• Daniel A. Villar

Global warming and infectious diseases: you ain’t seen nothing yet

At first glance, infectious diseases and global warming appear to have little in common. One is an existential threat to human civilisation, discovered recently but entirely in our hands to prevent, while the other has been a perpetual part of nature, and cannot, despite medicine’s best efforts, ever be fully eradicated. Yet the two are inextricably linked. Much has been written about how global warming will release diseases frozen in arctic permafrost; indeed, already some Siberian children have died of diseases that global warming awoke. But as interesting as these stories are, they are not the main reason why global warming threatens to make infectious disease run rampant. That honour falls to global warming expanding the range for the greatest killer in the history of humanity, the mosquito.


As many of half of all humans that have ever lived may have died of malaria, which is just one of, though admittedly the deadliest, of the diseases spread by mosquitos. Add to that dengue, yellow fever, chikungunya, and West Nile fever, amongst others, and it is clear that the mosquito is the greatest mass murderer in human history. The diseases spread by this insect have shaped the patterns of European colonisation in Africa and the Americas, have led to the collapse of armies, and have shaped the layout of cities from Nairobi to Bogota. Even in 2020, with the world being swept in the middle of the COVID-19 pandemic there were over 200 million cases of malaria.


Despite the long dominance of the mosquito and its diseases over human society, its role today is mainly forgotten. This is because, in much of the world, the mosquito and its diseases have been bested. Ever since Ronald Ross discovered that malaria was carried by the female mosquito, Carlos Finlay discovered that yellow fever was also carried by mosquitos, and William Gorgas discovered how to deal with both of them, we have been able to successfully carry out eradication programs in much of the world. So successful have these programs been that, in spite of the over 200 million cases of malaria in 2020, only 400,000 people died of it. 400,000 deaths of a preventable disease are of course 400,000 too many, but it is a major triumph of modern medicine that malaria has gone from the main killer of humans to a statistically insignificant one.


Sadly, it appears that this period of the last century, when humanity has had mastery over mosquito, may be a brief interlude between the more natural states of mosquito have dominion over humanity. This is not because our current treatments and preventions of malaria no longer work, but because the range of malaria bearing mosquitos is expanding at a rate faster than the rate at which we can build anti-malarial infrastructure. A recent study in Lancet Planetary Health suggested that, by 2070, 4.7 billion more people may be at risk to mosquito borne illnesses such as malaria than were in 1970. This is not just due to the mosquito’s spread north and south to newly sub-tropical zones, but also due to the heating up of many highlands across the tropics. This latter element is the greatest driver of increased risk, since over the century many major cities in the tropics, such as Nairobi, Bogota, and Mexico City, were built just above the malaria zone. These are all expected to fall into the malaria zone in the next century, and frankly lack the medical infrastructure to cope with diseases they were built to avoid. Already in East Africa we are seeing a rise of mosquito borne infectious diseases in urban centres leading to spikes in diseases long eradicated in the traditionally susceptible lowlands. Add to this the hectic space of population growth in these cities, with people often left to live in unplanned and unsanitary slums, and we have a recipe for plagues of malaria and dengue that would have been familiar to a 19th century novelist.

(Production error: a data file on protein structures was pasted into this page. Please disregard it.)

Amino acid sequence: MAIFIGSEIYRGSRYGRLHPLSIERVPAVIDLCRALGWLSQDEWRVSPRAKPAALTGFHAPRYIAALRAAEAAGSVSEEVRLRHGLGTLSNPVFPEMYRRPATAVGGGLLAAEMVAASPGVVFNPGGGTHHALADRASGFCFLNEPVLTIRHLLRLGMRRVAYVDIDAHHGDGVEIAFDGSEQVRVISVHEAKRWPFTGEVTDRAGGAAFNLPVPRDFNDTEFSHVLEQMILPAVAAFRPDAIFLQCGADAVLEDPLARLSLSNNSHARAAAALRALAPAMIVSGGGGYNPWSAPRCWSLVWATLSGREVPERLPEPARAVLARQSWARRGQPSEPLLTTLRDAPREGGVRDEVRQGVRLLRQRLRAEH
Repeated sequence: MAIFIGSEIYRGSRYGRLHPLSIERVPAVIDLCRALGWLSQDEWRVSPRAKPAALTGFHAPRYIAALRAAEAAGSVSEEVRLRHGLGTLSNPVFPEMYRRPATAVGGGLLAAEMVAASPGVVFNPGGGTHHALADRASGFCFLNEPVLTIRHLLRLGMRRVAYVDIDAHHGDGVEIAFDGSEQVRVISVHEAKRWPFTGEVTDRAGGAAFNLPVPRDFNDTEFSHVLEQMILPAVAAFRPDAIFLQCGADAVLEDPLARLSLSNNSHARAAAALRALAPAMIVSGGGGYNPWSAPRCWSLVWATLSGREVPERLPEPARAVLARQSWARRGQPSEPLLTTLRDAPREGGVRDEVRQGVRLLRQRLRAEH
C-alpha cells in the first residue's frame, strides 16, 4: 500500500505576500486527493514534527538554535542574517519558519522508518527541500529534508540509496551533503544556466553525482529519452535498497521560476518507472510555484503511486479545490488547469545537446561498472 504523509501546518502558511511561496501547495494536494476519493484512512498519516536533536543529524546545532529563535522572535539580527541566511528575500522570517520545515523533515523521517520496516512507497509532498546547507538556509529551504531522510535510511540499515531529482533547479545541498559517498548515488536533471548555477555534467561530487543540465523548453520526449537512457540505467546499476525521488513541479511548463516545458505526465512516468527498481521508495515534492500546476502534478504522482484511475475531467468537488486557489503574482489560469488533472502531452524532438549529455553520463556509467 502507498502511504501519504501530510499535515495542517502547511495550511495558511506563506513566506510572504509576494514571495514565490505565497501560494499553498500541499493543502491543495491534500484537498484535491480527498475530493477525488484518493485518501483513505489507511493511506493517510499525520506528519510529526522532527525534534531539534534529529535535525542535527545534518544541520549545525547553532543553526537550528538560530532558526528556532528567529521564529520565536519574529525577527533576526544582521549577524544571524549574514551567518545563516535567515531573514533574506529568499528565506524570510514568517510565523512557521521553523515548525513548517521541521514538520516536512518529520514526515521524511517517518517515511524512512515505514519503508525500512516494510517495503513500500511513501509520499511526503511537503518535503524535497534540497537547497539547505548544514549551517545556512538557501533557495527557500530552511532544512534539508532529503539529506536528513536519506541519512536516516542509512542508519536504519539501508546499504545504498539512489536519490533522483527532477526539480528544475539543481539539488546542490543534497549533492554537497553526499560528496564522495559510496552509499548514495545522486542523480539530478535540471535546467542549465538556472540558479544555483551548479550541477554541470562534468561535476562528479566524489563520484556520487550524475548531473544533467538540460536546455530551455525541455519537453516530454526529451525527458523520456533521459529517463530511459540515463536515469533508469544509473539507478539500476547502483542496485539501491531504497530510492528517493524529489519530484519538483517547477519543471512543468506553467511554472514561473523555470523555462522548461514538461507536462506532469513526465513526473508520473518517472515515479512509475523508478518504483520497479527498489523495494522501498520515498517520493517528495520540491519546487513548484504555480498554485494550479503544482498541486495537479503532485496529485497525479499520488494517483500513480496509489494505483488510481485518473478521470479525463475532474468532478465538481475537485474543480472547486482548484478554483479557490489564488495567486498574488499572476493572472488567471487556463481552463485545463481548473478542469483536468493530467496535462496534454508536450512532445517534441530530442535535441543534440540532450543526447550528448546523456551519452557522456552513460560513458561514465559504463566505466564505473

As terrifying as the prospect of new pandemics of old mosquito borne illnesses are, we as a society can prevent it. It will however require the sort of long-term planning and concern for the world’s poorest that capitalism severely discourages. Malaria, and this cannot be stressed enough, is an entirely preventable illness. The only reason why it has not been eradicated so far is because its current victims are amongst the poorest people on earth, and there is no profit motive for saving those who cannot pay. If wealthy nations were to pay for anti-malarial treatments and preventative measures like malaria nets to become abundant in the poorest areas of the new malarial zone, there is no need for a second coming of this old pestilence. Indeed, in those wealthy countries where malaria and other mosquito borne illnesses are predicted to re-emerge, such as Greece and Italy, I suspect that these measures will be enacted. But we as socialists and internationalists have to ensure that we extend these protections to all of our fellow humans, no matter how poor they may be.

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